The indictment, filed in the U.S. District Court for the Southern District of Florida, charges three individuals with conspiring to rig bids during online auctions in Palm Beach County, Florida to obtain foreclosed properties at suppressed prices. The indictment alleges that the conduct took place from at least January 2012 until June 2015.

These are the first indictments related to bid-rigging in foreclosure auctions filed in Florida by the Justice Department’s Antitrust Division. The Antitrust Division previously has prosecuted similar bid-rigging conduct in Alabama, California, Georgia and North Carolina, resulting in more than 100 guilty pleas and convictions in those states.

 

A real estate investor pleaded guilty to his role in a conspiracy to rig bids at public real estate foreclosure auctions in Northern California, the Department of Justice announced earlier this month.

According to court documents, the individual participated in a conspiracy to rig bids by agreeing to refrain from bidding against other co-conspirators at public real estate foreclosure auctions in San Mateo County. The conspiracy began no later than August 2008 and continued until January 2011 and had as its primary purpose to suppress competition to obtain selected properties offered at San Mateo County public foreclosure auctions at non-competitive prices.

The Department of Justice has an ongoing investigation into bid rigging at public real estate foreclosure auctions in San Francisco, San Mateo, Contra Costa, and Alameda counties, California. To date, 74 individuals have pleaded guilty or been convicted at trial.

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For more information about OnlineEd and their education for real estate brokers, principal brokers, property managers, and mortgage brokers visit www.OnlineEd.com.

All information contained in this posting is deemed correct as of the date of publication, but is not guaranteed by the author and may have been obtained from third-party sources. Due to the fluid nature of the subject matter, regulations, requirements and laws, prices and all other information may or may not be correct in the future and should be verified if cited, shared or otherwise republished.

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Texas Bank Penalized $2 Million for Violations of Anti-Money Laundering

FinCEN assesses civil money penalty against Lone Star National Bank (Lone Star) of Pharr, Texas for willfully violating the Bank Secrecy Act

By Jeff Sorg, OnlineEd Blog

(November 2, 2017)

canstockphoto18625424 compliance street sign(WASHINGTON, D.C.) – The Financial Crimes Enforcement Network (FinCEN) today announced the assessment of a $2 million civil money penalty against Lone Star National Bank (Lone Star) of Pharr, Texas for willfully violating the Bank Secrecy Act (BSA). The action underscores the dangers that institutions face when taking on international correspondence activities without properly equipping themselves to manage such business. As noted in FinCEN’s assessment, among other lapses, Lone Star failed to comply with section 312 of the USA PATRIOT Act, which imposes specific due diligence obligations with respect to correspondent banking.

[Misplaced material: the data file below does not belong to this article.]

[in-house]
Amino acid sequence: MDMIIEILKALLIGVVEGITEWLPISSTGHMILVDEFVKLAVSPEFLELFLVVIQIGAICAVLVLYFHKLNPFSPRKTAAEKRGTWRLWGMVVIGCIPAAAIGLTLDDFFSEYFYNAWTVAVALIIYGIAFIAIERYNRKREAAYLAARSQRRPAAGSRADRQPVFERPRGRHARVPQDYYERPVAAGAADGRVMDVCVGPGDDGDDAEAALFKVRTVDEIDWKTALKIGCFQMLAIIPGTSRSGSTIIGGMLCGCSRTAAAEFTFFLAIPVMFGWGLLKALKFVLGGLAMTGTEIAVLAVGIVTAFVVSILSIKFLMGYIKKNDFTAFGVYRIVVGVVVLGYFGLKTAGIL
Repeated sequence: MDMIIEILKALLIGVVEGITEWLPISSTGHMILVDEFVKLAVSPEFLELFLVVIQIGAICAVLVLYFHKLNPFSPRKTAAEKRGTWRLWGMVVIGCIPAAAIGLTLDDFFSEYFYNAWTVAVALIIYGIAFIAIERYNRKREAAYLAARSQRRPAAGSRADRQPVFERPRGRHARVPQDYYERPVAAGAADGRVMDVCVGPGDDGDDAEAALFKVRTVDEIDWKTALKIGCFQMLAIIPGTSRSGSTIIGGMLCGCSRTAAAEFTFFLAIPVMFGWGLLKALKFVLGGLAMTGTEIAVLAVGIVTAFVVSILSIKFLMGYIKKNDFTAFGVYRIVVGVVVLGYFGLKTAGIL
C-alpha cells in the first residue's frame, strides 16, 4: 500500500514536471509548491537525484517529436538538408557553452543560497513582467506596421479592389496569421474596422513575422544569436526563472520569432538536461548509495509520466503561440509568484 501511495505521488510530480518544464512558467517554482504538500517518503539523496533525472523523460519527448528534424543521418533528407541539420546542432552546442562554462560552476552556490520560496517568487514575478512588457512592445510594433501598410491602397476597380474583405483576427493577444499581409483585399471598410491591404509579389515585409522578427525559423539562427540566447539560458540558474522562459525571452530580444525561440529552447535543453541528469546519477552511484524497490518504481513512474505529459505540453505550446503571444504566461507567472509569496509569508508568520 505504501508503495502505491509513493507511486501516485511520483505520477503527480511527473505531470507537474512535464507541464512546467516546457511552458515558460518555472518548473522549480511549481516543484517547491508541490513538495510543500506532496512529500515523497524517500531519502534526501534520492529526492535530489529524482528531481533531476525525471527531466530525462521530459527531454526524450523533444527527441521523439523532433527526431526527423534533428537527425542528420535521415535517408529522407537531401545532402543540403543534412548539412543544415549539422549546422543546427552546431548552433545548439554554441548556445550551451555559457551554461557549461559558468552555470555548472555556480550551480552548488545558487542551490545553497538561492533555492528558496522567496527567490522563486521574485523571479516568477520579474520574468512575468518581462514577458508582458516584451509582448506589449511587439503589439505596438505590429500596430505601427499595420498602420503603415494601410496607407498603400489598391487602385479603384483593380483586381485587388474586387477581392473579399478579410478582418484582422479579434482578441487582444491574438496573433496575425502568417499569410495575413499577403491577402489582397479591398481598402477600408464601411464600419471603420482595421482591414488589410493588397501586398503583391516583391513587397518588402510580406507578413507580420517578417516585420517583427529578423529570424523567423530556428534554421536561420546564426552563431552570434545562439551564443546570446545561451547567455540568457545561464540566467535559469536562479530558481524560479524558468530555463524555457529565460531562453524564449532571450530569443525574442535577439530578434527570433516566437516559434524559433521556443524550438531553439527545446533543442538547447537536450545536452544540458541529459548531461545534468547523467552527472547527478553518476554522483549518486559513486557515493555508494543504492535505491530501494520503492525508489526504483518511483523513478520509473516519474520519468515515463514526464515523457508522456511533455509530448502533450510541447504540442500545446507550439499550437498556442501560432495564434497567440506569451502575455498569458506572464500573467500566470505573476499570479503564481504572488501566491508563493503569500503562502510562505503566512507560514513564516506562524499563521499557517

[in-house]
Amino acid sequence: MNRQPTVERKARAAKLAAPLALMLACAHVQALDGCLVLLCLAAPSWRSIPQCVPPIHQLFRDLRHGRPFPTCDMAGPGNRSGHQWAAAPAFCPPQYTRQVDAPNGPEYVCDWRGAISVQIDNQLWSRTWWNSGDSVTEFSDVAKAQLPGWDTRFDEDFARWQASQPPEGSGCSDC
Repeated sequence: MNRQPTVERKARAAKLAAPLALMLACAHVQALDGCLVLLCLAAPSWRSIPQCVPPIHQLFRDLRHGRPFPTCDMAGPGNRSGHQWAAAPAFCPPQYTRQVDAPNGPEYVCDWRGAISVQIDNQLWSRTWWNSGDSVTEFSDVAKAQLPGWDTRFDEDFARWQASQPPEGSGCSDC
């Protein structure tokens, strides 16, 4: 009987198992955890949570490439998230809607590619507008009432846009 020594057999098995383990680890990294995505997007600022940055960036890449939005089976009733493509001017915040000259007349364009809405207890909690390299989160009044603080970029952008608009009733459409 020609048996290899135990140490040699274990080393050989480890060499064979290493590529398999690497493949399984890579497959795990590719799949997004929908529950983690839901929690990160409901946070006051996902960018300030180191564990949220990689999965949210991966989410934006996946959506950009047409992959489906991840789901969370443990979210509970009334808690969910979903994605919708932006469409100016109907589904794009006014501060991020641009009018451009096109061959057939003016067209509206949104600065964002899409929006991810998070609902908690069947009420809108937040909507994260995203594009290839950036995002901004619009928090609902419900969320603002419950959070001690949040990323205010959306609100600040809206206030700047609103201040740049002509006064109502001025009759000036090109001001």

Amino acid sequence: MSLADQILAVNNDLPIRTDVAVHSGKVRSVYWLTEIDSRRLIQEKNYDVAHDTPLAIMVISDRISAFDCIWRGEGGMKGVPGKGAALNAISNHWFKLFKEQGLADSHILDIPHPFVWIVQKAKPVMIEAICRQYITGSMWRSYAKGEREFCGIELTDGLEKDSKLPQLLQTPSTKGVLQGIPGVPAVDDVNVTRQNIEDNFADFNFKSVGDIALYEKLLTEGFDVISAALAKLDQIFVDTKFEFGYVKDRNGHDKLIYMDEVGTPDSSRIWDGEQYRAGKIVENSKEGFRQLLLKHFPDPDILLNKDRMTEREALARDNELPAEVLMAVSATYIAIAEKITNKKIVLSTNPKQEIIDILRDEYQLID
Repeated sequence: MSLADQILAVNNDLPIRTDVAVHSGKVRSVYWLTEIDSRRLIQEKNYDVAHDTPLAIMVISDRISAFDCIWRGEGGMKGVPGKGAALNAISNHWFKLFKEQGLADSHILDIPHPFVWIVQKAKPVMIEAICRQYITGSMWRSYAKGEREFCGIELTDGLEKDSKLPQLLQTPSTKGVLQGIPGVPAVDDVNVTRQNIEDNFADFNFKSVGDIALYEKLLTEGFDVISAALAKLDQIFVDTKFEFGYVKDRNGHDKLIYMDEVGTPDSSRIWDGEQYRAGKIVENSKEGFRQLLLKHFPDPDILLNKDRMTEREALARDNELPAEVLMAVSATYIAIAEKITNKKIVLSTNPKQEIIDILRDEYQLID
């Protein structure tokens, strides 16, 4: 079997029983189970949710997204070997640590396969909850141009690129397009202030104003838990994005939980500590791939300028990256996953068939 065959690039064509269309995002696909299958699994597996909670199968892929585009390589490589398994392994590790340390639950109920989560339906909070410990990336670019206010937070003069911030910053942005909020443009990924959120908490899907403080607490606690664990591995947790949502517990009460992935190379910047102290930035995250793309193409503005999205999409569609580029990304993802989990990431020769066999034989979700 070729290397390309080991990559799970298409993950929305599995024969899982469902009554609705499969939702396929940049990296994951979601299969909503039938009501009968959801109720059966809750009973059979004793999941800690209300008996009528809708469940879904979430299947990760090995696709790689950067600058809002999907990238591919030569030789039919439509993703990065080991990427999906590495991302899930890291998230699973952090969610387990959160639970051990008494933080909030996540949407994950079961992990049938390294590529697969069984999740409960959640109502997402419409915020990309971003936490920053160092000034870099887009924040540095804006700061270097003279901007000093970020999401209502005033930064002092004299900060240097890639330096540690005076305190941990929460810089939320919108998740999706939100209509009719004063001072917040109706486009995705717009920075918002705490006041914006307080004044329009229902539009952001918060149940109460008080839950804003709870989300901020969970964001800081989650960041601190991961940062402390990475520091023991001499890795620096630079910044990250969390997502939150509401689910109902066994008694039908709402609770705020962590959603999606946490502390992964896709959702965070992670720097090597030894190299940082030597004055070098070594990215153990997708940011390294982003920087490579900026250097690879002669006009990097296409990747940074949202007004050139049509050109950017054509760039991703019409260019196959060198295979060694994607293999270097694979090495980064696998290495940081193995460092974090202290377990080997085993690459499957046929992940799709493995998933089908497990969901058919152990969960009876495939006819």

Many of the lapses in Lone Star’s BSA compliance were previously covered in an earlier action by the Office of the Comptroller of the Currency (OCC), but FinCEN’s action focusing on the bank’s 312 violations specifically highlights the need for a financial institution to avoid taking on international business for which it is not prepared. Lone Star’s Mexican financial institution customer was moving millions of dollars through Lone Star in a manner inconsistent with the parameters of a relationship which, at the outset, required greater scrutiny. Lone Star failed to identify and consider public information about the foreign bank owner’s alleged involvement in securities fraud. It also failed to verify the accuracy of assertions by the foreign bank with respect to source of funds, purpose of the account, and expected activity.

“Lone Star plainly failed to ask obvious due diligence questions in connection with its foreign bank account relationship, and did not follow up on inconsistencies in answers to the questions that it did ask,” said FinCEN Acting Director Jamal El-Hindi. “Notwithstanding the fact that the OCC already fined the bank, FinCEN’s assessment takes into account the penalties specifically applicable under FinCEN’s Section 312 authority. Smaller banks, just like the bigger ones, need to fully understand and follow the 312 due diligence requirements if they open up accounts for foreign banks. The risks can indeed be managed, but not if they are ignored.”

With respect to many of the deficiencies noted in FinCEN’s assessment, the OCC entered into a Consent Order and a Memorandum of Understanding with Lone Star in 2012. Lone Star continued to have severe programmatic anti-money laundering (AML) deficiencies through 2012, 2013, and 2014. As a result, in 2015, the OCC issued a Consent Order for a Civil Money Penalty in the amount of $1 million against Lone Star. Lone Star’s previous penalty payment to the OCC will be credited to FinCEN’s assessment and the bank will pay an additional $1 million to satisfy its obligation to FinCEN.

FinCEN recognizes that Lone Star has expended considerable resources to respond to the findings regarding its BSA program and to promote compliance with the OCC’s Consent Order. Lone Star is no longer engaging in the correspondent banking activities for which it was ill prepared. The bank has contracted outside consultants to conduct independent testing, conduct customer due diligence and suspicious activity lookbacks, and has expanded its BSA compliance organization.

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For more information about OnlineEd and their education for real estate brokers, principal brokers, property managers, and mortgage brokers visit www.OnlineEd.com.